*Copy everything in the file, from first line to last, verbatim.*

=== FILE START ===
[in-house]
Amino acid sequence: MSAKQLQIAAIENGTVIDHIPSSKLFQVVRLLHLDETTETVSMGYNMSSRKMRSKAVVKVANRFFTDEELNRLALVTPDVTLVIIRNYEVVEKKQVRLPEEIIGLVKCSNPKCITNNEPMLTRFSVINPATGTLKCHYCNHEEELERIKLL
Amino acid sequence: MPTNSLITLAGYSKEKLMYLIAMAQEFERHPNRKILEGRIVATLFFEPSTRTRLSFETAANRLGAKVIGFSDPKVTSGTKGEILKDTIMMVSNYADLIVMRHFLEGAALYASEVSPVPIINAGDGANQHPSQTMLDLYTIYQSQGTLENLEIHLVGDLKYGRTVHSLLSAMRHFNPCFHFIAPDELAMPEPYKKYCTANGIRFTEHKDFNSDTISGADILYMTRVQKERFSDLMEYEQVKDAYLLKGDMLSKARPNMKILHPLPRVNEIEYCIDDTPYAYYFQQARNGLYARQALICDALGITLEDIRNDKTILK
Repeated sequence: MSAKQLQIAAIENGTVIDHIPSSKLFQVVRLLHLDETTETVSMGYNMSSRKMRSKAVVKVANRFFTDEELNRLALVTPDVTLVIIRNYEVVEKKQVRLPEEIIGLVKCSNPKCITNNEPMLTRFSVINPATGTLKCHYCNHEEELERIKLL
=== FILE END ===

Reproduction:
[in-house]
Amino acid sequence: MSAKQLQIAAIENGTVIDHIPSSKLFQVVRLLHLDETTETVSMGYNMSSRKMRSKAVVKVANRFFTDEELNRLALVTPDVTLVIIRNYEVVEKKQVRLPEEIIGLVKCSNPKCITNNEPMLTRFSVINPATGTLKCHYCNHEEELERIKLL
Amino acid sequence: MPTNSLITLAGYSKEKLMYLIAMAQEFERHPNRKILEGRIVATLFFEPSTRTRLSFETAANRLGAKVIGFSDPKVTSGTKGEILKDTIMMVSNYADLIVMRHFLEGAALYASEVSPVPIINAGDGANQHPSQTMLDLYTIYQSQGTLENLEIHLVGDLKYGRTVHSLLSAMRHFNPCFHFIAPDELAMPEPYKKYCTANGIRFTEHKDFNSDTISGADILYMTRVQKERFSDLMEYEQVKDAYLLKGDMLSKARPNMKILHPLPRVNEIEYCIDDTPYAYYFQQARNGLYARQALICDALGITLEDIRNDKTILK
Repeated sequence: MSAKQLQIAAIENGTVIDHIPSSKLFQVVRLLHLDETTETVSMGYNMSSRKMRSKAVVKVANRFFTDEELNRLALVTPDVTLVIIRNYEVVEKKQVRLPEEIIGLVKCSNPKCITNNEPMLTRFSVINPATGTLKCHYCNHEEELERIKLL